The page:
Uwe Boll's In The Name of the King 2: Two Worlds was recently released on Blu-ray and DVD. Dolph Lundgren, Natassia Malthe, and Lochlyn Munro star in this film about an ex-Special Forces soldier who travels back to medieval times to fulfill an ancient prophecy. In the process, he ends up finding redemption for his own battlefield experiences.
Aside from being a medieval fantasy action film directed by Boll, Two Worlds has nothing to do with the first film. This is an unnecessary sequel to In The Name of the King: A Dungeon Siege Tale. That film starred Jason Statham, Claire Forlani, and Burt Reynolds and is one of Boll's better films (if that is possible).
Two Worlds is bad on so many levels, that it is almost good. If you are familiar with Boll's previous work, you will know exactly what to expect. The bad script, poor choreography, and ridiculous special effects make this film on par with SyFy made-for-TV movies. If you are looking for a good story, then this is not the movie for you. The story is convoluted and horribly paced from the opening scene. The script seems to have been written by someone who has seen way too many medieval movies and wrote the script after drinking copious amounts of alcohol.
The saving grace for the script is that there are some relatively funny moments. Granted, the majority of the good bits are more cheesy than anything. My favorite line is when Lundgren's character Granger is asked if he'd like a larger sword. He responds by saying "In the Black Forest, I have a feeling that bigger is better." Don't worry, there are many more lines that are pure cheese like that throughout the movie. There are times when I almost had to stop the disc and re-watch a scene just to see if they actually said that.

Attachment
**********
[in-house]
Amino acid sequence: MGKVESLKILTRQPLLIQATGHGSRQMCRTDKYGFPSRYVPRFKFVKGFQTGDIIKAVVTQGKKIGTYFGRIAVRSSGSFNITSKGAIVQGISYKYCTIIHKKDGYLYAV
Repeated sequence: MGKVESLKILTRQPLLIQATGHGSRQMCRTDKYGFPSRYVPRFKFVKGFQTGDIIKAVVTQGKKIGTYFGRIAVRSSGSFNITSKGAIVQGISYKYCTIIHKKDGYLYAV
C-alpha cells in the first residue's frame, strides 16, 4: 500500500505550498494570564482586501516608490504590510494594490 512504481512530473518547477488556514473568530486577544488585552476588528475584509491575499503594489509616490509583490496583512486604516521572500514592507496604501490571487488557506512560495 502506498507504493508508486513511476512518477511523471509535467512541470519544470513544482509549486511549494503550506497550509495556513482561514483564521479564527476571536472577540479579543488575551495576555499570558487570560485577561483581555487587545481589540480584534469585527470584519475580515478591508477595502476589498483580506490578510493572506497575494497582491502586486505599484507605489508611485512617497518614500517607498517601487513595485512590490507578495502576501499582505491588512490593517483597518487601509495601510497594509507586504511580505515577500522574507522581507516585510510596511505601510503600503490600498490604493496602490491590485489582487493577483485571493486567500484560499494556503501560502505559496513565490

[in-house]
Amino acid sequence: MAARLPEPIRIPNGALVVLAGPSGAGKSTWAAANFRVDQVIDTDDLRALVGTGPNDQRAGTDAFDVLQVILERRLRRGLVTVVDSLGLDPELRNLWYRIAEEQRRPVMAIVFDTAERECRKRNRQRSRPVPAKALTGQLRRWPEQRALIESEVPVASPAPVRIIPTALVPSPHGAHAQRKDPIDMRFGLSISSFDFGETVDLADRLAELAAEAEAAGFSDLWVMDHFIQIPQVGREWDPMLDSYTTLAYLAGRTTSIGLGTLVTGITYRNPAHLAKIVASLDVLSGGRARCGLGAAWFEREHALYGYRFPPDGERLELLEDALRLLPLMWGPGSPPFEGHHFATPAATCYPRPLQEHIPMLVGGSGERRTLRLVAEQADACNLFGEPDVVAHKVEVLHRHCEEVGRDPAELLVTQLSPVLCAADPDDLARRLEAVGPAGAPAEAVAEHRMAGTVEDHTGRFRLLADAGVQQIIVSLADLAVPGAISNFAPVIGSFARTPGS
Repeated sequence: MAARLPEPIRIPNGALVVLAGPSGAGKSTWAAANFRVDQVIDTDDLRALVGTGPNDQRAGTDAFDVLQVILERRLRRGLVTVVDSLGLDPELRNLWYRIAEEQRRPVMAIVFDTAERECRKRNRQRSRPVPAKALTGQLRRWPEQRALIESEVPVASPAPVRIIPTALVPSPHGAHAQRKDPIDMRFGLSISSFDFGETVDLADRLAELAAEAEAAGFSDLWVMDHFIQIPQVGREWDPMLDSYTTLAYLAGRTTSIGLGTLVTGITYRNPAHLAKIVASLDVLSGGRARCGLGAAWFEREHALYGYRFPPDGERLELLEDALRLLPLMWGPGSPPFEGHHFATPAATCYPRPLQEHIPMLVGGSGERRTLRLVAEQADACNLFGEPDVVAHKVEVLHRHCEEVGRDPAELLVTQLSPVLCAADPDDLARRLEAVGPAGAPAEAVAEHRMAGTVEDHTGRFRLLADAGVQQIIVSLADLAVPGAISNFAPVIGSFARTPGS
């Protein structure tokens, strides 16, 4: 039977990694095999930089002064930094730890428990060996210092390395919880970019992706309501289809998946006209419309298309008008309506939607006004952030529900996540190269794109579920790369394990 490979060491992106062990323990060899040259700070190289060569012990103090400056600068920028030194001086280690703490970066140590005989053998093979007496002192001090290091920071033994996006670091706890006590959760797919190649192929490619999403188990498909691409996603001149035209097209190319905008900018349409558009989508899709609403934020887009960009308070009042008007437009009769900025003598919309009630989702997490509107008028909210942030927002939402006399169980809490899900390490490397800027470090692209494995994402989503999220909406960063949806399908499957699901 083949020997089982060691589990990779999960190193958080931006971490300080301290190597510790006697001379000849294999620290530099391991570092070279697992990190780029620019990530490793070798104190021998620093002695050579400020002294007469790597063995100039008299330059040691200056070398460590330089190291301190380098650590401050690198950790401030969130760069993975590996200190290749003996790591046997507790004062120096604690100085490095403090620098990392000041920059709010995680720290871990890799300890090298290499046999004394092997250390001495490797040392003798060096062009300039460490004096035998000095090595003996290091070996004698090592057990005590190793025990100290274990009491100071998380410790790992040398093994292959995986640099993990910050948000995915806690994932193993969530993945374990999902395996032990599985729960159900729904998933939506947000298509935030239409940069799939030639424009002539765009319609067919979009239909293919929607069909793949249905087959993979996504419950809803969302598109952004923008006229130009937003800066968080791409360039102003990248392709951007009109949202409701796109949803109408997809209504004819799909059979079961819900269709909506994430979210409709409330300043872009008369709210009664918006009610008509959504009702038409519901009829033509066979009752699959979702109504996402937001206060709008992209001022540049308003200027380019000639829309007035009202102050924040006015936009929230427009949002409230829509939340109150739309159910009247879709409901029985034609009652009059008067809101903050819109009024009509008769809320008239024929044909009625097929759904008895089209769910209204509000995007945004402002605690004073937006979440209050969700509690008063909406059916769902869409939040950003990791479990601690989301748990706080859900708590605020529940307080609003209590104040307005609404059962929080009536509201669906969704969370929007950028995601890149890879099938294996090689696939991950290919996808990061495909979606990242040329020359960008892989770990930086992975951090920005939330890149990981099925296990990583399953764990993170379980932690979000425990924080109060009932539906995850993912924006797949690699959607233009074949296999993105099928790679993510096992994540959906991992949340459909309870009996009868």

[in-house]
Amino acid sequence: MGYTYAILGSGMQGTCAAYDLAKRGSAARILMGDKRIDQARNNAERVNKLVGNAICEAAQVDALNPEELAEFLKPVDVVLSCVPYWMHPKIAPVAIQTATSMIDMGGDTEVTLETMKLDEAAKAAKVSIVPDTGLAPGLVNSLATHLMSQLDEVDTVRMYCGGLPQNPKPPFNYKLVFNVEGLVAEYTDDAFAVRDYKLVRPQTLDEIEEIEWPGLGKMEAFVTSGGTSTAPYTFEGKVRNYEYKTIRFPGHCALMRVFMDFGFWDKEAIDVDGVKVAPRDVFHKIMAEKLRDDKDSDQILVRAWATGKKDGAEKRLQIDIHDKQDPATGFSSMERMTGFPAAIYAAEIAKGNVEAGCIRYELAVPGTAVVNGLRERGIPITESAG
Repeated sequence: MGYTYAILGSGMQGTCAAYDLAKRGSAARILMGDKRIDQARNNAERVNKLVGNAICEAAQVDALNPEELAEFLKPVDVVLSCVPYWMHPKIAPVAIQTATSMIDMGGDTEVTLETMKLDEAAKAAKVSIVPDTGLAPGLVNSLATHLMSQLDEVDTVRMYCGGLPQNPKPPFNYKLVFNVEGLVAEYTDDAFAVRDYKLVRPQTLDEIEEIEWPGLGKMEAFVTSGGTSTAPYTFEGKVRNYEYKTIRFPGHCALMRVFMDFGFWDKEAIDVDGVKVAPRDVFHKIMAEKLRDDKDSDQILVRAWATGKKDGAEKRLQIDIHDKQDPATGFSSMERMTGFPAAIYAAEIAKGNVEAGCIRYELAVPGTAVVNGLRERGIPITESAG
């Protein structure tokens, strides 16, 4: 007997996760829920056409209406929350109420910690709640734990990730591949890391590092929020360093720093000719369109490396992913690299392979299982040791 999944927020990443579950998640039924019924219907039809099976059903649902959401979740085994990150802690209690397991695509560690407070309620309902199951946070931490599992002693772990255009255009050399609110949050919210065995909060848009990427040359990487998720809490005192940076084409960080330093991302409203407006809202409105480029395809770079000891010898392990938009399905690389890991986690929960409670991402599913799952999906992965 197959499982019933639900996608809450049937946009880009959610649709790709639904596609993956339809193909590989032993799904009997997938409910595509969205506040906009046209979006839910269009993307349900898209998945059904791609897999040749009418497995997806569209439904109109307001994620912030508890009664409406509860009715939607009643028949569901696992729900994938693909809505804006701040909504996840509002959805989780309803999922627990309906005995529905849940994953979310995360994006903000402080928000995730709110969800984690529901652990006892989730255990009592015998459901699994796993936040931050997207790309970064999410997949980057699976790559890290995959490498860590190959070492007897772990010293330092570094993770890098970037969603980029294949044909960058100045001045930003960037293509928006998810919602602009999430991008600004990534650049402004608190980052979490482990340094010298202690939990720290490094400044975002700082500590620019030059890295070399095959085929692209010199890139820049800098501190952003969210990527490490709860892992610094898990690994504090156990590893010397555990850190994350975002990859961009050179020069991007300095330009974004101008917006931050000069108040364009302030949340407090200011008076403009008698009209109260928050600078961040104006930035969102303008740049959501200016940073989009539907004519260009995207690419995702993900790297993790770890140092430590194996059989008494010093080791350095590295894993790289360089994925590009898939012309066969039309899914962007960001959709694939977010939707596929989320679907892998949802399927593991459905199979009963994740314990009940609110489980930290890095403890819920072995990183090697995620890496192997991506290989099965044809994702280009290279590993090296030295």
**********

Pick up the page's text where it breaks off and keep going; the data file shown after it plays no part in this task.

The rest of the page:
Lochlyn Munro seemed completely mis-cast as the King. During fight sequences he just seems out-of-place on the battlefield. Lundgren is right at home in any action movie. I loved him in The Expendables and have seen a couple of his other straight-to-DVD movies. His presence is literally larger-than-life; he towers over the rest of the cast.
I had hoped that Two Worlds would have better action and fighting sequences. As I stated above, the choreography is horrible. I am sure that LARPers would have done a better job. If that was not enough, some of the fight scenes were confusing. It was hard to tell the difference between the villains and the heros. The villains are dressed in black with hoods, while the king's men are dressed in dark colors. This causes the fight scenes to be even more muddled than they already are because of the poor choreography.
Not much went into the special features on this disc, but I have to say it does have decent sound and picture quality. Two Worlds is a sub-par Blu-ray experience overall. Even though I am not a fan of Boll's films, I have to give him credit for his tenacity. As a fan of Lundgren, I am looking forward to his redemption in The Expendables 2.